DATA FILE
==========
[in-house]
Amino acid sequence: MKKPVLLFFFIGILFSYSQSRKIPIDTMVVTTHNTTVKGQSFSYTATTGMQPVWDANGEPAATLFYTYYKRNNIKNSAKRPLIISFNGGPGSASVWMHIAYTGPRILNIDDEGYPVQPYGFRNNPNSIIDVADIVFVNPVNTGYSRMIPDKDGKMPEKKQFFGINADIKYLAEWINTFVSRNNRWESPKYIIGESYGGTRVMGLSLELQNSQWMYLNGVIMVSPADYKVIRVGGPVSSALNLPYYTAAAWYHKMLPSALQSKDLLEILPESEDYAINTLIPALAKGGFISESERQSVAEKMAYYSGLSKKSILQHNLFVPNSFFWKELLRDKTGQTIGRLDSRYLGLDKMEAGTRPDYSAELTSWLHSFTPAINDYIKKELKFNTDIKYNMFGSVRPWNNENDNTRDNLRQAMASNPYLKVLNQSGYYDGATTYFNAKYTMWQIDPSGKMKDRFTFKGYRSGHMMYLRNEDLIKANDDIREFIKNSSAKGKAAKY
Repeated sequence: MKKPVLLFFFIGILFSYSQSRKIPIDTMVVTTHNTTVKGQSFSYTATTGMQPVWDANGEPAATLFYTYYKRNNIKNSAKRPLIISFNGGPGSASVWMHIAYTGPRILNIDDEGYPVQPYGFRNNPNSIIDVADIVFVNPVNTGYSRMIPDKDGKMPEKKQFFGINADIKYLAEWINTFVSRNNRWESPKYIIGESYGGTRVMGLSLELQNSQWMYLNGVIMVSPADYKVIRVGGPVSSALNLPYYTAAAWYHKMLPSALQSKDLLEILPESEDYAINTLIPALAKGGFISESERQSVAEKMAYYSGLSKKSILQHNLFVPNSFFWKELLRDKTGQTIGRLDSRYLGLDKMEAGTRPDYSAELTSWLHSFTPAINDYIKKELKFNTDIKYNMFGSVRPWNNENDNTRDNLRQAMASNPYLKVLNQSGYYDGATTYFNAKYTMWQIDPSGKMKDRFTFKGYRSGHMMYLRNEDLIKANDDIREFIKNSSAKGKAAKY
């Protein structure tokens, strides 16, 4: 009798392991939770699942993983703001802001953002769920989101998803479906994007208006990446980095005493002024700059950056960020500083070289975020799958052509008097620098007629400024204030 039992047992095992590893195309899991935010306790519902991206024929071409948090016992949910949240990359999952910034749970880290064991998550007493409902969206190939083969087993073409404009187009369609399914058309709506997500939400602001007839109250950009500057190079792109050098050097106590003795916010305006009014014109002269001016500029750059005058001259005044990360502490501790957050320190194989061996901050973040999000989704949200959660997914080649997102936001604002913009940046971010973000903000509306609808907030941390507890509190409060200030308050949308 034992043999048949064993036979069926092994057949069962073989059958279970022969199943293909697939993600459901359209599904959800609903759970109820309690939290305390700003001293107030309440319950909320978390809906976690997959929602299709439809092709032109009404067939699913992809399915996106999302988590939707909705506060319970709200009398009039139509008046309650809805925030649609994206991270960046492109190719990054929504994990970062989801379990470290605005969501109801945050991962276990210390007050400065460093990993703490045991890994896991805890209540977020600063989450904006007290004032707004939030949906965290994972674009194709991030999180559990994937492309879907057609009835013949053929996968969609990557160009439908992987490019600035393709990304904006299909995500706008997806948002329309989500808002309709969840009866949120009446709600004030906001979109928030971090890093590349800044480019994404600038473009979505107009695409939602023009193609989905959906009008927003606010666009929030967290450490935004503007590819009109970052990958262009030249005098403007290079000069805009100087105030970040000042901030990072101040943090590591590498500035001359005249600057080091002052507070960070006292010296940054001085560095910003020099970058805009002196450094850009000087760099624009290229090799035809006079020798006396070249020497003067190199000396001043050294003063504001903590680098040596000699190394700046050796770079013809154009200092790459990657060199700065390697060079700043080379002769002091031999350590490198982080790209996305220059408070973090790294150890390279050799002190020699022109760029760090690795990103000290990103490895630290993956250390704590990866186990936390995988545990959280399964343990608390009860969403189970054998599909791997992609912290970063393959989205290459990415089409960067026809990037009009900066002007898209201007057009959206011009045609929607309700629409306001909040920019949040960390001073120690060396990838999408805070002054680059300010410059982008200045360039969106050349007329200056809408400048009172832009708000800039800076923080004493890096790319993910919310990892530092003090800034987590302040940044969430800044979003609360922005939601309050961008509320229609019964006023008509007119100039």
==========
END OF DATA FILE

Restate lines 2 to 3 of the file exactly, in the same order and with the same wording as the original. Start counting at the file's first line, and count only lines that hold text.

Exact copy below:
Amino acid sequence: MKKPVLLFFFIGILFSYSQSRKIPIDTMVVTTHNTTVKGQSFSYTATTGMQPVWDANGEPAATLFYTYYKRNNIKNSAKRPLIISFNGGPGSASVWMHIAYTGPRILNIDDEGYPVQPYGFRNNPNSIIDVADIVFVNPVNTGYSRMIPDKDGKMPEKKQFFGINADIKYLAEWINTFVSRNNRWESPKYIIGESYGGTRVMGLSLELQNSQWMYLNGVIMVSPADYKVIRVGGPVSSALNLPYYTAAAWYHKMLPSALQSKDLLEILPESEDYAINTLIPALAKGGFISESERQSVAEKMAYYSGLSKKSILQHNLFVPNSFFWKELLRDKTGQTIGRLDSRYLGLDKMEAGTRPDYSAELTSWLHSFTPAINDYIKKELKFNTDIKYNMFGSVRPWNNENDNTRDNLRQAMASNPYLKVLNQSGYYDGATTYFNAKYTMWQIDPSGKMKDRFTFKGYRSGHMMYLRNEDLIKANDDIREFIKNSSAKGKAAKY
Repeated sequence: MKKPVLLFFFIGILFSYSQSRKIPIDTMVVTTHNTTVKGQSFSYTATTGMQPVWDANGEPAATLFYTYYKRNNIKNSAKRPLIISFNGGPGSASVWMHIAYTGPRILNIDDEGYPVQPYGFRNNPNSIIDVADIVFVNPVNTGYSRMIPDKDGKMPEKKQFFGINADIKYLAEWINTFVSRNNRWESPKYIIGESYGGTRVMGLSLELQNSQWMYLNGVIMVSPADYKVIRVGGPVSSALNLPYYTAAAWYHKMLPSALQSKDLLEILPESEDYAINTLIPALAKGGFISESERQSVAEKMAYYSGLSKKSILQHNLFVPNSFFWKELLRDKTGQTIGRLDSRYLGLDKMEAGTRPDYSAELTSWLHSFTPAINDYIKKELKFNTDIKYNMFGSVRPWNNENDNTRDNLRQAMASNPYLKVLNQSGYYDGATTYFNAKYTMWQIDPSGKMKDRFTFKGYRSGHMMYLRNEDLIKANDDIREFIKNSSAKGKAAKY